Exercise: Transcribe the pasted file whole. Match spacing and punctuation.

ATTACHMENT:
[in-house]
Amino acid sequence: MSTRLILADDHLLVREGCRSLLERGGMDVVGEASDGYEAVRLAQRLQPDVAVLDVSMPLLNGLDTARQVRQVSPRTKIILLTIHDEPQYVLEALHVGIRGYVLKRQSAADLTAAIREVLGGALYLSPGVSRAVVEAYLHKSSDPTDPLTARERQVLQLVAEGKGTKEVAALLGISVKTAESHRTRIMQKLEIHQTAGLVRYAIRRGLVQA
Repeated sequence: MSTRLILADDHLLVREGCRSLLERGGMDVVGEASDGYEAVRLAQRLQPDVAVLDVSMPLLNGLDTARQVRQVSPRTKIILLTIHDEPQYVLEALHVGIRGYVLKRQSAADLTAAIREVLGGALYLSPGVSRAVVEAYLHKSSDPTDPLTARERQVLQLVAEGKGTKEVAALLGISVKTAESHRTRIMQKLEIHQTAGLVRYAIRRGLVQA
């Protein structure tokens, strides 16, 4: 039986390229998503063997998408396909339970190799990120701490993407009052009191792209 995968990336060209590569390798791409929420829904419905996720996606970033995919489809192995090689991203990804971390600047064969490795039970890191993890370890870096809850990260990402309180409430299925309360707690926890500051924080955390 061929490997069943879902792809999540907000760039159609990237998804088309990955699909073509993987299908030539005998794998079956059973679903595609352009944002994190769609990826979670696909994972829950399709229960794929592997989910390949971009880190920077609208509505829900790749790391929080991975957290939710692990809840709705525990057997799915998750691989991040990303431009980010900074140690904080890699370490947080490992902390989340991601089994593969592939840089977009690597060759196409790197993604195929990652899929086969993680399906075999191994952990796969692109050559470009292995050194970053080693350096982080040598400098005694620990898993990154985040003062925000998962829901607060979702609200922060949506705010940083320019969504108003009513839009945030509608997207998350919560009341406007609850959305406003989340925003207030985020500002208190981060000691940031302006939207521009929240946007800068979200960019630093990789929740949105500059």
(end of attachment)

[in-house]
Amino acid sequence: MSTRLILADDHLLVREGCRSLLERGGMDVVGEASDGYEAVRLAQRLQPDVAVLDVSMPLLNGLDTARQVRQVSPRTKIILLTIHDEPQYVLEALHVGIRGYVLKRQSAADLTAAIREVLGGALYLSPGVSRAVVEAYLHKSSDPTDPLTARERQVLQLVAEGKGTKEVAALLGISVKTAESHRTRIMQKLEIHQTAGLVRYAIRRGLVQA
Repeated sequence: MSTRLILADDHLLVREGCRSLLERGGMDVVGEASDGYEAVRLAQRLQPDVAVLDVSMPLLNGLDTARQVRQVSPRTKIILLTIHDEPQYVLEALHVGIRGYVLKRQSAADLTAAIREVLGGALYLSPGVSRAVVEAYLHKSSDPTDPLTARERQVLQLVAEGKGTKEVAALLGISVKTAESHRTRIMQKLEIHQTAGLVRYAIRRGLVQA
């Protein structure tokens, strides 16, 4: 039986390229998503063997998408396909339970190799990120701490993407009052009191792209 995968990336060209590569390798791409929420829904419905996720996606970033995919489809192995090689991203990804971390600047064969490795039970890191993890370890870096809850990260990402309180409430299925309360707690926890500051924080955390 061929490997069943879902792809999540907000760039159609990237998804088309990955699909073509993987299908030539005998794998079956059973679903595609352009944002994190769609990826979670696909994972829950399709229960794929592997989910390949971009880190920077609208509505829900790749790391929080991975957290939710692990809840709705525990057997799915998750691989991040990303431009980010900074140690904080890699370490947080490992902390989340991601089994593969592939840089977009690597060759196409790197993604195929990652899929086969993680399906075999191994952990796969692109050559470009292995050194970053080693350096982080040598400098005694620990898993990154985040003062925000998962829901607060979702609200922060949506705010940083320019969504108003009513839009945030509608997207998350919560009341406007609850959305406003989340925003207030985020500002208190981060000691940031302006939207521009929240946007800068979200960019630093990789929740949105500059």